← 2021 Schnitzer Prize in the Visual Arts
Honorable Mention, 2021 Harold and Arlene Schnitzer Prize in the Visual Arts
More about the artist
Since 2020, Nina Lutz has created daily code sketches. The practice was first recommended to her by mentor Zach Lieberman and grew to have a life of its own. Many sketches have an aspect of motion, with code that includes dynamic animation. The sketches are both a creative practice and a tool for connection and conversation between Lutz and her audience.
As part of the process, images are posted daily on Twitter @ninasketches and an overview is visible on her Github site.
A means of iteration and expanding her understanding of creative coding, sketching, and visual design, Lutz reuses components of code as the pieces evolve. She originates new images by drawing upon her experiences in the visual arts and art history, alongside her knowledge of computer design tools and mathematical forms such as periodic motion and particle systems. The process has strengthened both her coding and her eye, though she has noted that “messy code creates some beautiful effects.”
Creating connections with other people is a critical goal of Lutz’s work as both an artist and a computer scientist. The posting of the images on Twitter, the feedback and conversation about the code, and workshops Lutz has hosted about the process allow her to reach her goal of teaching people “how to make these things in an easy and approachable way.”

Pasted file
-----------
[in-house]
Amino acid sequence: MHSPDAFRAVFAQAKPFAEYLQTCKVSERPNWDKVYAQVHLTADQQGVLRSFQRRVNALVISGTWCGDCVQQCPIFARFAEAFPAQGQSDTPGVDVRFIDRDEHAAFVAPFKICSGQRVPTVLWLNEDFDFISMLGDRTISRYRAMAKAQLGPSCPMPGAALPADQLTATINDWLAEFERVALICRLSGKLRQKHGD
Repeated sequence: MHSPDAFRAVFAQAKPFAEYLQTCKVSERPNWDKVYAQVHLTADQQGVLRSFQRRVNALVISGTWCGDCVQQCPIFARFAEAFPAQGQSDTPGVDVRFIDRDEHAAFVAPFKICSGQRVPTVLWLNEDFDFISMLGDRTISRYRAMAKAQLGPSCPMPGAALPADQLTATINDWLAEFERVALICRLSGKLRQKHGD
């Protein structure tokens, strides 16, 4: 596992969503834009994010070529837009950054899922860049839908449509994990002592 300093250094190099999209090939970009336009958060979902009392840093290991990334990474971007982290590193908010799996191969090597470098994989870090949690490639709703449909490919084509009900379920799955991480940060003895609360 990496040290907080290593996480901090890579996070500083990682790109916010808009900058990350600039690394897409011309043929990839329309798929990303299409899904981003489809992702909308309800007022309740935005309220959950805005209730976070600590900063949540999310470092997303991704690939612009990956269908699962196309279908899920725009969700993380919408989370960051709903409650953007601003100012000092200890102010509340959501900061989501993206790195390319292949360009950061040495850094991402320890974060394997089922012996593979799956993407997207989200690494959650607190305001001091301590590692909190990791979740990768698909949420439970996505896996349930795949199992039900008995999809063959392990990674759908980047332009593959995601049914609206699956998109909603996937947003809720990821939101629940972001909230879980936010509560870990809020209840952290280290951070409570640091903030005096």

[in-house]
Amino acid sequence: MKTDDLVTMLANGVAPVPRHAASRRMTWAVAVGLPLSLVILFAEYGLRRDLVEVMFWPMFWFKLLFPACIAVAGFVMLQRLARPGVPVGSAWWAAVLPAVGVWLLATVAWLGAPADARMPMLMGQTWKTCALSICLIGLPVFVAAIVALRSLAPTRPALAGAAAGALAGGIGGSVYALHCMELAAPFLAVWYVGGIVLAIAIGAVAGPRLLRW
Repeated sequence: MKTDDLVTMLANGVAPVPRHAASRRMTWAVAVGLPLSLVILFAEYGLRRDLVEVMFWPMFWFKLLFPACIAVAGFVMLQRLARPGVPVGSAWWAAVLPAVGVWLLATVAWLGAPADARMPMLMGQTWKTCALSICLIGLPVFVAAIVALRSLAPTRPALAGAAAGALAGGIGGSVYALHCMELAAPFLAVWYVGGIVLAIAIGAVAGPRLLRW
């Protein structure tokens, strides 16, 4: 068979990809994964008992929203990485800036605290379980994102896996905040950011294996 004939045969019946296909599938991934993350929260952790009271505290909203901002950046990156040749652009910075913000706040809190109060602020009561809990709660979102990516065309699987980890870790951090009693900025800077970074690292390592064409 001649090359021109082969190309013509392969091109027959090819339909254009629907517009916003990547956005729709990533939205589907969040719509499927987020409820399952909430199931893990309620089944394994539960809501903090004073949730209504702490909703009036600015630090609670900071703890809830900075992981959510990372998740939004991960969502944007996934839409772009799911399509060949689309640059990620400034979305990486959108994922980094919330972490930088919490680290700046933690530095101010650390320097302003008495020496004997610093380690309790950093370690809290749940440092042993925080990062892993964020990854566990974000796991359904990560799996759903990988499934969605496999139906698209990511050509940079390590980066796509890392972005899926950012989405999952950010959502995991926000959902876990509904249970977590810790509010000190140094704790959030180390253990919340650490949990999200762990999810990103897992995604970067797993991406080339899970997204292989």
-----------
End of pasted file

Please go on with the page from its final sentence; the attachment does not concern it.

After graduation Lutz hopes to stream herself coding these sketches, in part to “normalize messy coding and stream of consciousness… and [to have] more women live coding.”
About the Artist
|Nina M. Lutz is a Phoenix-born computer scientist and creative technologist. She holds a BS in Computer Science and Design from MIT and is a graduate student in the MIT Media Lab, where she has worked in various research groups since 2015.|
Where many computer scientists want to make computers think more like people, Lutz aims to use computers to remind us to think of other people, especially people who may not look like us. Her methods in doing this reconsider the design and technology choices around the exploration of human identity through technology and art.
With a daily practice of drawing daily code sketches, Lutz has done a variety of experiments in light art and projection. She also explores a variety of participatory writing and artwork through different communities and classroom settings.